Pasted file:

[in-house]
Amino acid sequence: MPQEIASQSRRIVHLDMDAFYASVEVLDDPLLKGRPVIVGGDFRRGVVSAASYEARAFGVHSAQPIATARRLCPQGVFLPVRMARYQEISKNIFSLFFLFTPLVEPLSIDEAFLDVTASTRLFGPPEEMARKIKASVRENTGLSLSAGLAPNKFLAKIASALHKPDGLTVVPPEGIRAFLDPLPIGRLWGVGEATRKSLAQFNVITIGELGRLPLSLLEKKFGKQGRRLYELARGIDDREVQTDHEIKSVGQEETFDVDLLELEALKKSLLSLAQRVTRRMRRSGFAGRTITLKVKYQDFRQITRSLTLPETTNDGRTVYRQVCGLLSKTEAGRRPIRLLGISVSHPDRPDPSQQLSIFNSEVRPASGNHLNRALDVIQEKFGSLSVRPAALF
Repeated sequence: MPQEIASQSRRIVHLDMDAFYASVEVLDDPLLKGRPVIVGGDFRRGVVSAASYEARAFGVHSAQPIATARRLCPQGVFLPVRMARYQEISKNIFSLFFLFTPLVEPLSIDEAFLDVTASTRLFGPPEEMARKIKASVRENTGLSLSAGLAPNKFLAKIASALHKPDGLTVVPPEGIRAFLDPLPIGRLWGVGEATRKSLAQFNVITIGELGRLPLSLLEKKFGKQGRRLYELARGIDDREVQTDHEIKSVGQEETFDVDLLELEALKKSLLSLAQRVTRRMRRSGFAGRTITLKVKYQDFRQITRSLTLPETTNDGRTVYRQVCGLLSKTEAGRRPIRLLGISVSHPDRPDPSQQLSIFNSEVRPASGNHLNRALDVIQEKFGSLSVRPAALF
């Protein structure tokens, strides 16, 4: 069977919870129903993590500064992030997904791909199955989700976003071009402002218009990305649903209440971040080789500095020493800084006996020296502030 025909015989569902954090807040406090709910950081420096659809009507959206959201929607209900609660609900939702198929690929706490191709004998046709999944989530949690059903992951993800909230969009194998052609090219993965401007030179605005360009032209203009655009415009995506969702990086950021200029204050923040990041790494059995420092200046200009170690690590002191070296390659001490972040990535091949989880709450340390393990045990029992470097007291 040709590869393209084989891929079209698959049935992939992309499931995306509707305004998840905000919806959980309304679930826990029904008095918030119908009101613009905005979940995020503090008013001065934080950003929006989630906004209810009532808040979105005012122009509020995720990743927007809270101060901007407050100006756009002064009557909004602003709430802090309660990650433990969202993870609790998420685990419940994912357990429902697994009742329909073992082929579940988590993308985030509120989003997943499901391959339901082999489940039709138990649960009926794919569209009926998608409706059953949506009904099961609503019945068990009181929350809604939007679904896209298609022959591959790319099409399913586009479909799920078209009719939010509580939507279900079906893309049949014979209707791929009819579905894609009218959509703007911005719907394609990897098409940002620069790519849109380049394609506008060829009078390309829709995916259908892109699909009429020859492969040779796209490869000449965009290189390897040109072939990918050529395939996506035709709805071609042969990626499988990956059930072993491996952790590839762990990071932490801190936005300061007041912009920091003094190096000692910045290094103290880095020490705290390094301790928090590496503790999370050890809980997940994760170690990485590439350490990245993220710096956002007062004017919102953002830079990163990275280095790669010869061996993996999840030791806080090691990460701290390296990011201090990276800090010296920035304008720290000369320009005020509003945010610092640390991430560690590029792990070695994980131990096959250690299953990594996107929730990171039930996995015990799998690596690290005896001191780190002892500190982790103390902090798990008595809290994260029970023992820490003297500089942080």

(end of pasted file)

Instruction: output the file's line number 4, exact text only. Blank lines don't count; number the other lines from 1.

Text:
């Protein structure tokens, strides 16, 4: 069977919870129903993590500064992030997904791909199955989700976003071009402002218009990305649903209440971040080789500095020493800084006996020296502030 025909015989569902954090807040406090709910950081420096659809009507959206959201929607209900609660609900939702198929690929706490191709004998046709999944989530949690059903992951993800909230969009194998052609090219993965401007030179605005360009032209203009655009415009995506969702990086950021200029204050923040990041790494059995420092200046200009170690690590002191070296390659001490972040990535091949989880709450340390393990045990029992470097007291 040709590869393209084989891929079209698959049935992939992309499931995306509707305004998840905000919806959980309304679930826990029904008095918030119908009101613009905005979940995020503090008013001065934080950003929006989630906004209810009532808040979105005012122009509020995720990743927007809270101060901007407050100006756009002064009557909004602003709430802090309660990650433990969202993870609790998420685990419940994912357990429902697994009742329909073992082929579940988590993308985030509120989003997943499901391959339901082999489940039709138990649960009926794919569209009926998608409706059953949506009904099961609503019945068990009181929350809604939007679904896209298609022959591959790319099409399913586009479909799920078209009719939010509580939507279900079906893309049949014979209707791929009819579905894609009218959509703007911005719907394609990897098409940002620069790519849109380049394609506008060829009078390309829709995916259908892109699909009429020859492969040779796209490869000449965009290189390897040109072939990918050529395939996506035709709805071609042969990626499988990956059930072993491996952790590839762990990071932490801190936005300061007041912009920091003094190096000692910045290094103290880095020490705290390094301790928090590496503790999370050890809980997940994760170690990485590439350490990245993220710096956002007062004017919102953002830079990163990275280095790669010869061996993996999840030791806080090691990460701290390296990011201090990276800090010296920035304008720290000369320009005020509003945010610092640390991430560690590029792990070695994980131990096959250690299953990594996107929730990171039930996995015990799998690596690290005896001191780190002892500190982790103390902090798990008595809290994260029970023992820490003297500089942080």